The Los Angeles Clippers’ February flight was struck by lightning

Now don’t ask me to go anywhere that involves air travel. My fanny is parked here on the west coast until further notice. I don’t drive anywhere unless my limousine can get me there, and it’d better be before my street parking fills up. There have been two recent reports of scary flying experiences. One went viral when it was posted by a movie star’s wife and the other happened to him Los Angeles Clippers.

ESPN’s Ohm Youngmisuk wrote a piece about the Clippers’ recent about-face, and the lede was about their flight to Denver on February 25th. Your plane was struck by lightning. This is not a metaphor or exaggeration. Your chartered Delta flight was literally struck by lightning. After takeoff, the plane made a sudden movement to the left, a loud bang was heard, and the plane’s altitude dropped several times. Bones Hyland saw this part of the article on Twitter and shared it while reporting firsthand.

For those of us who’ve seen videos and reports on the weather in Southern California since the New Year, it’s clear that we’ve had quite a bit out here. It’s snowing at lower elevations, streets are flooded and a pro basketball team’s plane has been hit by the Sky Stream. Last year the Super Bowl was on February 13th in LA and the temperature was 80 degrees. In January 2023 the rain washed people all over SoFi Stadium Hall during the College Football National Championship Game. Some rain was needed out here, but enough is enough.

Not just the Clippers

Two weeks ago Camila Alves McConaughey was on a flight from Austin to Frankfurt, Germany with her husband – actor Matthew McConaughey. It had to make an emergency landing at Dulles Airport near Washington due to severe turbulence that left seven people hospitalized. McConaughey posted footage on Instagram of the interior of the aircraft after it has stabilized. The turbulence took place during the meal, leaving trays and food scattered throughout the cabin. She claims she was told the plane had fallen 4,000 feet.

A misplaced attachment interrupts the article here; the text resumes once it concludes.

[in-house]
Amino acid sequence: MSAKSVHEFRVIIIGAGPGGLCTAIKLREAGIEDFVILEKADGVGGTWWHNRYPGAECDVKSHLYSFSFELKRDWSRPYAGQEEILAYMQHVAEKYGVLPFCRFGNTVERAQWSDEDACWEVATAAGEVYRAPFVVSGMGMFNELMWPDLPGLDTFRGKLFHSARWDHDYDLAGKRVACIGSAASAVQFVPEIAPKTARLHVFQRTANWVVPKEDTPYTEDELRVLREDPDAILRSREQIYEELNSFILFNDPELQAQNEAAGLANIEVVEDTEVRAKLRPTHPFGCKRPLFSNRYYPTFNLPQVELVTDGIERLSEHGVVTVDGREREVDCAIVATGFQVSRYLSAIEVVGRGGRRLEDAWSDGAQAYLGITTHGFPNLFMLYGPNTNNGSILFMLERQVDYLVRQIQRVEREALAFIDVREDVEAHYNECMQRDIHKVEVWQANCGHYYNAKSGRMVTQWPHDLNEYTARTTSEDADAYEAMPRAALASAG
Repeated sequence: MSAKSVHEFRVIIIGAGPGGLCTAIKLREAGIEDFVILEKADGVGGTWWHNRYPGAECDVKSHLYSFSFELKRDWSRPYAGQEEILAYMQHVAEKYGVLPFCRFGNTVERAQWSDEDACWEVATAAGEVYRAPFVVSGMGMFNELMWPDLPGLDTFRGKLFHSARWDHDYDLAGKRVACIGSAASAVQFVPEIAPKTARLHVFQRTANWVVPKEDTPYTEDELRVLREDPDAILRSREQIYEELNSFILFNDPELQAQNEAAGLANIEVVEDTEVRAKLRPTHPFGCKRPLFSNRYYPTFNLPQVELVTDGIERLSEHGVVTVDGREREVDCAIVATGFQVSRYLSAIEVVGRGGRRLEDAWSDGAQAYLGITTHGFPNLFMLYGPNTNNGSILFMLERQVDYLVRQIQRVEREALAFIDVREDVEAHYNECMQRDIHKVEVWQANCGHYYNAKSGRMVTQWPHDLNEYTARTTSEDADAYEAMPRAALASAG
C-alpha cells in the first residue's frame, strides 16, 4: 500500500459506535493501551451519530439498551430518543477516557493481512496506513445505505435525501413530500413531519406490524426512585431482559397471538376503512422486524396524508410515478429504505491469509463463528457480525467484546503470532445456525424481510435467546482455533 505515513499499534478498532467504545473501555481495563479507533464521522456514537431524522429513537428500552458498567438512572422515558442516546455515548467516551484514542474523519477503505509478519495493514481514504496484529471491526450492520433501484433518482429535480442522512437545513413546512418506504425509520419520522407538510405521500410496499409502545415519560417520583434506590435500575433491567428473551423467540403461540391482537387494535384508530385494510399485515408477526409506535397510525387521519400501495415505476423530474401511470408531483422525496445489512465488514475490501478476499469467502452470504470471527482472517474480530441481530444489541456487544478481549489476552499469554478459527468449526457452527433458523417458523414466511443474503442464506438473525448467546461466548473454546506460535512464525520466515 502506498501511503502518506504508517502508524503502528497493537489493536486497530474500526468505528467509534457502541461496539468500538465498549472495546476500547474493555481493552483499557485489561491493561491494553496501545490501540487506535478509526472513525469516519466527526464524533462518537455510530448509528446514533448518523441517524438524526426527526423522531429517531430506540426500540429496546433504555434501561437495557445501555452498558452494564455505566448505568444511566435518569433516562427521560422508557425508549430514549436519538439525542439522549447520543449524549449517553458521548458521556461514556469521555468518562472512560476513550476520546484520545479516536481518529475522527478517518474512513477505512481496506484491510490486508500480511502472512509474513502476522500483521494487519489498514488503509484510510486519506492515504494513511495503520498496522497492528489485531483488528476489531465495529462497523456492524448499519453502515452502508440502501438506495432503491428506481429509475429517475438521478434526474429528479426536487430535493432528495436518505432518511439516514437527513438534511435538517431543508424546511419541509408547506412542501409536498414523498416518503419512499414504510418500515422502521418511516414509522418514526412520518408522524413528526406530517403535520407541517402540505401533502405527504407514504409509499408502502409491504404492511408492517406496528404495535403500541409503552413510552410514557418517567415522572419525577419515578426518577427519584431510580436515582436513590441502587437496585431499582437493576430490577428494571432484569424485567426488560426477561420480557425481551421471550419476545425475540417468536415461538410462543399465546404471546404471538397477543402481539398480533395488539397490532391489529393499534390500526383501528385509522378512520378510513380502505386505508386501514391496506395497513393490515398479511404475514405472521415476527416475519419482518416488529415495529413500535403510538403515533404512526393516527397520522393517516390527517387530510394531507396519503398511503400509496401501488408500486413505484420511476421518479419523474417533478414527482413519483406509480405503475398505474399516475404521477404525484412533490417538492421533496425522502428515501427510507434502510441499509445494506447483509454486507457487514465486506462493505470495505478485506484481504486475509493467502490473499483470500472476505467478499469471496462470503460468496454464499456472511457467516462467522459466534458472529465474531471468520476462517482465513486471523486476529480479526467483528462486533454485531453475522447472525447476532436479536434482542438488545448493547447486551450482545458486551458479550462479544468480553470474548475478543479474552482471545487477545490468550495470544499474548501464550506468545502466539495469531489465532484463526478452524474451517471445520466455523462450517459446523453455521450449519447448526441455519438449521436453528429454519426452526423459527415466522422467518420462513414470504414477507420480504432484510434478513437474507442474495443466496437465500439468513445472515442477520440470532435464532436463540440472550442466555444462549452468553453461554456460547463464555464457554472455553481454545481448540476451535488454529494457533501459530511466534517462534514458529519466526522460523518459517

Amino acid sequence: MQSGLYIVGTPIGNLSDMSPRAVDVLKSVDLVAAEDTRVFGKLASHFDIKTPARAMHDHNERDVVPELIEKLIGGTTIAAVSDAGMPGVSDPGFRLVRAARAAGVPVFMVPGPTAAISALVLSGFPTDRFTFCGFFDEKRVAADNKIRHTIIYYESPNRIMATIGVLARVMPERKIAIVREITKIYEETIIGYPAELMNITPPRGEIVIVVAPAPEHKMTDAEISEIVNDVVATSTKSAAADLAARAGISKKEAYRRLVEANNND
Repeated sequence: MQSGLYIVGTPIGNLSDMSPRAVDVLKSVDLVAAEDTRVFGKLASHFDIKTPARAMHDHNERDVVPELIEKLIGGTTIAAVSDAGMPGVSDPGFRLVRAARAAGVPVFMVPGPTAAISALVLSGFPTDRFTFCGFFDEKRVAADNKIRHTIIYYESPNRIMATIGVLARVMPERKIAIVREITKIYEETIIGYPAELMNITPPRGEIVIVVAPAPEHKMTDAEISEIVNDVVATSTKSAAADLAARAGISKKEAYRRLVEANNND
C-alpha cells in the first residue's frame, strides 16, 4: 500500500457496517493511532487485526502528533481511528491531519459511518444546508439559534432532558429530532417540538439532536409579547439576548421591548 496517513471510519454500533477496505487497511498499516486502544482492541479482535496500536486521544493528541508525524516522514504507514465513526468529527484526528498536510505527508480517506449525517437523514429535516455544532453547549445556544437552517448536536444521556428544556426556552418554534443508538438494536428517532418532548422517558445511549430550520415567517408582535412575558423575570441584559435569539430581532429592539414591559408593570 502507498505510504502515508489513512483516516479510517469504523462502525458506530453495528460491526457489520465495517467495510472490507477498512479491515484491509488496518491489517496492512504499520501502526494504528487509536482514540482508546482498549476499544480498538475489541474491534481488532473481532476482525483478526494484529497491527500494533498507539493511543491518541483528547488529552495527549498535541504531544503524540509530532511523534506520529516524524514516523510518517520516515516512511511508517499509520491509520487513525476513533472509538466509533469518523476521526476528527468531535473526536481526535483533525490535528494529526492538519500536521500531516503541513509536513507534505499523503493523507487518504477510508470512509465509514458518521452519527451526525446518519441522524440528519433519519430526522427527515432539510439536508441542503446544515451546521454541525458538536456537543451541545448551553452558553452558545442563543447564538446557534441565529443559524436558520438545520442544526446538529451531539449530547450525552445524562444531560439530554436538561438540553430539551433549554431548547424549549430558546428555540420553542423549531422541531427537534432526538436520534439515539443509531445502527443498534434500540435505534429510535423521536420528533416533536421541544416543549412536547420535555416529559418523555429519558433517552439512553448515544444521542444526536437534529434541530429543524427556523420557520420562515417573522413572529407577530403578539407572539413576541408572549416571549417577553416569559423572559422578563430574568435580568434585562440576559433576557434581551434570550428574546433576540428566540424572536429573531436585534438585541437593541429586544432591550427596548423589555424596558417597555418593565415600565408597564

Of course statistics Proving that flying on an airplane is the safest way to travel. Unlike America’s freeway system, at 37,000 feet, only highly skilled professionals operate large machines powered by engines. Another reason is capitalism. In order for the rich to get richer, many people have to fly around the world. These planes need to be staffed, and CEOs and professional basketball teams need to be on them frequently without worrying about a crash.

Those are two odd occurrences, but tell me the next time I’m on a plane my shaking right knee will be vibrating from turbulence. OK, that might be a little long winded. I would be seated in a main cabin seat so my knee would be pressed against the seat in front of me and there would be no room for a restless leg.

The most persistent problem with flying is the price of admission and the fact that less thorough TSA screening is available for purchase. A plane nose-diving and blowing up my dinner is far less likely than me cursing to myself because my flight was delayed on a sunny day.

Perception is everything, however, and my perception is that the sky is angry, so I’m going to endure those rainy days over here by the Pacific Ocean until summer. The Los Angeles Clippers’ February flight was struck by lightning

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